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Reactor Reax: Roundup of Nuclear Articles and ReportsSalem-News.com
The latest news from Physicians for Social Responsibility.
(WASHINGTON, DC) - In this week's version of Reactor Reax, Nuclear power is set to disappoint, again, Reuters reports; The industry's hoped-for 'nuclear renaissance' has been thwarted by three developments: cheap natural gas from the shale revolution; regulatory delays due to environmental activism; and the disaster at Fukushima.
A Japan Times editorial, "Japan's nuclear waste problem," states: Japan's nuclear power generation has often been likened to a "condominium without a toilet" due to the lack of a final disposal site for radioactive waste that piles up as more fuel is used for power generation at nuclear plants.
Nuclear power is set to disappoint, again, Reuters, January 21, 2014. "The industry's hoped-for 'nuclear renaissance' has been thwarted by three developments: cheap natural gas from the shale revolution; regulatory delays due to environmental activism; and the disaster at Fukushima. Like renewables such as solar and wind, nuclear power plants have very high capital costs but low fuel and other operating costs. In contrast, gas and coal-fired power plants are cheap to build but relatively expensive to run. In the United States, the economics of nuclear power have been fatally disrupted by cheap gas, and in Western Europe as a result of cheap coal. For 60 years, nuclear engineers and operators have been promising safer and cheaper designs. By the early 2000s, the industry had recovered from memories of Chernobyl and was promising a fourth generation of standardised reactor designs with more passive safety features. Then Fukushima revealed a host of design flaws and unsafe operating practices, damaging public confidence."
V.C. Summer a "nuclear debacle", Fierce Energy, January 22, 2014. "South Carolina Electric & Gas' V.C. Summer reactor project is coming under fire as a 'nuclear debacle,' with claims of half a billion dollar cost overruns, pushed-back end dates for project completion and significant construction challenges. According to an analysis of the state review by Friends of the Earth, the report shows a $478 million cost overrun at the V.C. Summer reactor construction site, as well as a significant pushback in the delivery date for the new reactor. Further, the state found that 16 key milestones for the new V.C. Summer reactor have already been delayed by 10 months or more months. Continuing problems with module construction could mean overall delays of 18 months or longer, which must be approved by the South Carolina Public Service Commission. South Carolina Public Service Authority, Santee Cooper, a 45 percent partner in the project that is not regulated by the PSC, wants to divest all or part of its share. The board of Santee Cooper is likely to vote at the board meeting on January 27 to sell a portion of the project to Duke Energy."
In Push For Nuclear Power, Climate Change Concerns Overlooked, SPi World News, January 21, 2014. "The nuclear industry is often portrayed as a climate-neutral alternative to coal and natural gas. An industry-tied movie called Pandora's Promise, recently featured at Sundance and debuted through Netflix and iTunes, has been promoting this very perspective. But nuclear power plants need cooling water, which means they are often situated on shore lines. That makes these plants more vulnerable to the consequences of climate change, such as sea level rise. They are also more at risk of being affected by the ever-growing number and severity of storms tied to climate change, such as Hurricane Sandy. And if the IPCC's newly tripled predictions hold true, the storm surge from hurricanes could prove even more devastating to American nuclear plants."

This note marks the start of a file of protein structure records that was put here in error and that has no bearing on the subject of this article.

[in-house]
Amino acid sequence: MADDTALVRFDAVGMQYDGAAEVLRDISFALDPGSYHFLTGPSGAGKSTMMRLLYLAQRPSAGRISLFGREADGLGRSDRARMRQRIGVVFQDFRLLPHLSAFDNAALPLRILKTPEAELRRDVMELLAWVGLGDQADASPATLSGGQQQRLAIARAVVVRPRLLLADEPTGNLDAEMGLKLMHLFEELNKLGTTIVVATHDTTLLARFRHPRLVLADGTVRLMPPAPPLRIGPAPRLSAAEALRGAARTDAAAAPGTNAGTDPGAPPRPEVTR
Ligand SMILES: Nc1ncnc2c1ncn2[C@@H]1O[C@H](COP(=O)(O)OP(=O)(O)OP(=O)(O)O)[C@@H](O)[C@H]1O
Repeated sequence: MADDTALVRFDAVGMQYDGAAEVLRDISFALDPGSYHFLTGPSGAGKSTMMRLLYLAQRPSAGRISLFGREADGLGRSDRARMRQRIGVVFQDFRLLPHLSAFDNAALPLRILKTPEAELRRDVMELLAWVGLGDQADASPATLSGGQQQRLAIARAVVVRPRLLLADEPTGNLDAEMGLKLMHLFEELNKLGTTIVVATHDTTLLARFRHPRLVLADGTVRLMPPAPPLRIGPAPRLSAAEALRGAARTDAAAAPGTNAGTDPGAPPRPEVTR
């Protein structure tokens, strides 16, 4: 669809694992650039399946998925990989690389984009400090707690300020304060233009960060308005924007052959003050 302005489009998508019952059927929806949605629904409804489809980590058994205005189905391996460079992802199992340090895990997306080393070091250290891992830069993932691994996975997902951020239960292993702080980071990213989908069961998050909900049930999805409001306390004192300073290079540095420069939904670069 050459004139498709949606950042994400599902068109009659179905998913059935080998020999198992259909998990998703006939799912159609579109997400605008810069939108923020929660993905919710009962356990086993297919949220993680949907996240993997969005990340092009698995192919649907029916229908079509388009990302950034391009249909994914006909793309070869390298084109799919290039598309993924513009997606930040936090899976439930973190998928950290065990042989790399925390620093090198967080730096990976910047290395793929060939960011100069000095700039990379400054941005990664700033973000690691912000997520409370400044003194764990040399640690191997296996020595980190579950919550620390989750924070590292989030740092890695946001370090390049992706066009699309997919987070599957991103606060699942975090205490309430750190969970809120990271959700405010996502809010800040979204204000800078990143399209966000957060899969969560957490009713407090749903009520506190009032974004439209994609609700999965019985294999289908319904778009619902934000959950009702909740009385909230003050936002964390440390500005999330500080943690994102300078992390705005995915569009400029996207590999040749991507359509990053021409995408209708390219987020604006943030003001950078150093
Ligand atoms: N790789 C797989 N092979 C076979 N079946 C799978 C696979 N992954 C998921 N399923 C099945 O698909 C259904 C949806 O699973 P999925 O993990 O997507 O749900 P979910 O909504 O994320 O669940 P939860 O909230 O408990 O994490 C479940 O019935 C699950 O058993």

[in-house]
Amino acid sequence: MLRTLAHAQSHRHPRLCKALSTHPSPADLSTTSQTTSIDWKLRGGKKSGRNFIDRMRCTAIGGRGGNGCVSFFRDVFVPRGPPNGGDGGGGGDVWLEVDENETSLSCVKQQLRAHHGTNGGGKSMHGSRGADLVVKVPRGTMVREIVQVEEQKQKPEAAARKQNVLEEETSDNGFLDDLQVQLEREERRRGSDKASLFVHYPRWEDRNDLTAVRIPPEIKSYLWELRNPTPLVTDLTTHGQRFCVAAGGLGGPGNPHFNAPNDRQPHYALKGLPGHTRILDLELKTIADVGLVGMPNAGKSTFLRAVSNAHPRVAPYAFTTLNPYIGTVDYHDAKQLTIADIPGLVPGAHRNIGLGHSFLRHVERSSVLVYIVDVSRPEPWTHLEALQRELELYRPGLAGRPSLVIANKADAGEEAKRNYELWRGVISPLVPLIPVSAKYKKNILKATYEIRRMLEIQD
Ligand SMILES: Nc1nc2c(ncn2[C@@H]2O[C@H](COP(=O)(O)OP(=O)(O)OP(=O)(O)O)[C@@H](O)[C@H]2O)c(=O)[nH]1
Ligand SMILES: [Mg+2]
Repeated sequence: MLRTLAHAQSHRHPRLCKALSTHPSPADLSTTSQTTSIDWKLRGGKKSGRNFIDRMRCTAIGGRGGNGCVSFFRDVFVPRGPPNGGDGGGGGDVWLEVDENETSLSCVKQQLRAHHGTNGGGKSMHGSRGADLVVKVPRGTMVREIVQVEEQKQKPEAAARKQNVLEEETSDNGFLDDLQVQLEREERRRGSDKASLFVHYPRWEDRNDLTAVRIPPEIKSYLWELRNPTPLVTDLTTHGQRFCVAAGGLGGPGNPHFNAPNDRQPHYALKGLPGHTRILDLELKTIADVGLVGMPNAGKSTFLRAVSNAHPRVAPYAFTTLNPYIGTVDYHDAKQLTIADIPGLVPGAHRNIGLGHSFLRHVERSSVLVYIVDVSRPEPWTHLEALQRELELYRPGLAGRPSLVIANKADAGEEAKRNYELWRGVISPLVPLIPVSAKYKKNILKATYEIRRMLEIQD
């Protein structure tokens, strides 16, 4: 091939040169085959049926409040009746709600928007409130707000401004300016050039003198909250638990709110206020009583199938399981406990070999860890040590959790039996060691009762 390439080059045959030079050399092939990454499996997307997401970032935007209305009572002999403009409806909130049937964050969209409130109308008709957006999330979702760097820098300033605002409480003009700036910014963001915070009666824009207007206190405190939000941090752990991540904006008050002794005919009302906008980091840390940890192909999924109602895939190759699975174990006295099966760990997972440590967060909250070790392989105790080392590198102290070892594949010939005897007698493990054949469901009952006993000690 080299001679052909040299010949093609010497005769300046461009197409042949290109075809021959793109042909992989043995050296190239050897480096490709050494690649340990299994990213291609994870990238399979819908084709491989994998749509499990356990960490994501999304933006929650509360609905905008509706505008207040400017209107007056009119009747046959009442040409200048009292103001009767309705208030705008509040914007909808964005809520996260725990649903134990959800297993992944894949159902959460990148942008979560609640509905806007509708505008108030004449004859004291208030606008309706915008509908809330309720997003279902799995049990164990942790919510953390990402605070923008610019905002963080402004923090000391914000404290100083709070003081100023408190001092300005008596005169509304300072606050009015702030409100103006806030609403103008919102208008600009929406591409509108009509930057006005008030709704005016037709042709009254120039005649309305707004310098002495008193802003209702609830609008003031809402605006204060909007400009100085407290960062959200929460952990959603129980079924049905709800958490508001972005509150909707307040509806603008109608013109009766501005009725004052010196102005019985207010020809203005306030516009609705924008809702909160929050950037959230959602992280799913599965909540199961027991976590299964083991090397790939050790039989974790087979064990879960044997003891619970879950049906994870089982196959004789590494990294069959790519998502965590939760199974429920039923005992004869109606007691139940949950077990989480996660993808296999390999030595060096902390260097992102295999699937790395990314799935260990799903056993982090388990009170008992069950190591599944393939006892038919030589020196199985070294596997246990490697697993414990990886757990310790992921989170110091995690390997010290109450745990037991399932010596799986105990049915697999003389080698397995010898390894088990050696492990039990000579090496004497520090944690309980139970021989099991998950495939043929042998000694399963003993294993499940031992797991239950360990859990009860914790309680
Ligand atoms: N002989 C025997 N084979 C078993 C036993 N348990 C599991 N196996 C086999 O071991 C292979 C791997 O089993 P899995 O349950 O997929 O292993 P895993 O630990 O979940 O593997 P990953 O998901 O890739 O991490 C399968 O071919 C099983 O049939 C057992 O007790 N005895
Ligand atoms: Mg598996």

GE Nuclear Energy Unit to Pay $2.7 Million to Resolve False Statement Claims, Wall Street Journal, January 23, 2014. "General Electric Co.'s nuclear energy unit agreed to pay $2.7 million to settle allegations that it made false statements to regulators over an advanced nuclear reactor design, the Justice Department said Thursday. General Electric Hitachi Nuclear Energy Americas LLC, a joint venture formed in 2007 between GE and Hitachi Ltd., allegedly made false statements to the Energy Department and the Nuclear Regulatory Commission about a part of its Economic Simplified Boiling-Water Reactor, a steam dryer that removes liquid water droplets from steam produced by nuclear reactions that generate electricity in boiling-water type reactors. The government alleged GE Hitachi concealed known flaws in its steam dryer analysis and falsely represented that it had properly analyzed the dryer in accordance with applicable standards."
Japan's nuclear waste problem, Japan Times (editorial), January 21, 2014. "Japan's nuclear power generation has often been likened to a "condominium without a toilet" due to the lack of a final disposal site for radioactive waste that piles up as more fuel is used for power generation at nuclear plants. The issue is cited by many as one reason for opposing nuclear power. The Abe administration, in its bid to maintain nuclear energy as the nation's key source of energy, apparently hopes to accelerate the process to choosing a disposal location. But the government's push for expediting the process bypasses all the concerns raised over radioactive waste disposal, including a report by the Science Council of Japan in 2012 that called for a thorough review of the disposal method itself."
Articles for January 23, 2014 | Articles for January 24, 2014 | Articles for January 25, 2014